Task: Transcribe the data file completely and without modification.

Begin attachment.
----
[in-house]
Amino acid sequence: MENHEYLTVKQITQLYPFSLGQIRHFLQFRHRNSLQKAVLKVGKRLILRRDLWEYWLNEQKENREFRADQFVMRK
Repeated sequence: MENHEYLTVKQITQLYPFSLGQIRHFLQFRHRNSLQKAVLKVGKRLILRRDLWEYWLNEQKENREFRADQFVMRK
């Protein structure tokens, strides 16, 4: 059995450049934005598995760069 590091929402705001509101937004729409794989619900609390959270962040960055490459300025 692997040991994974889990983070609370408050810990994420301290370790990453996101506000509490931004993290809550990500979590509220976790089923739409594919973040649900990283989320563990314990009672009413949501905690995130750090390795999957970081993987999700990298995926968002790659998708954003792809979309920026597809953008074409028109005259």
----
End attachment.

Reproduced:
[in-house]
Amino acid sequence: MENHEYLTVKQITQLYPFSLGQIRHFLQFRHRNSLQKAVLKVGKRLILRRDLWEYWLNEQKENREFRADQFVMRK
Repeated sequence: MENHEYLTVKQITQLYPFSLGQIRHFLQFRHRNSLQKAVLKVGKRLILRRDLWEYWLNEQKENREFRADQFVMRK
């Protein structure tokens, strides 16, 4: 059995450049934005598995760069 590091929402705001509101937004729409794989619900609390959270962040960055490459300025 692997040991994974889990983070609370408050810990994420301290370790990453996101506000509490931004993290809550990500979590509220976790089923739409594919973040649900990283989320563990314990009672009413949501905690995130750090390795999957970081993987999700990298995926968002790659998708954003792809979309920026597809953008074409028109005259």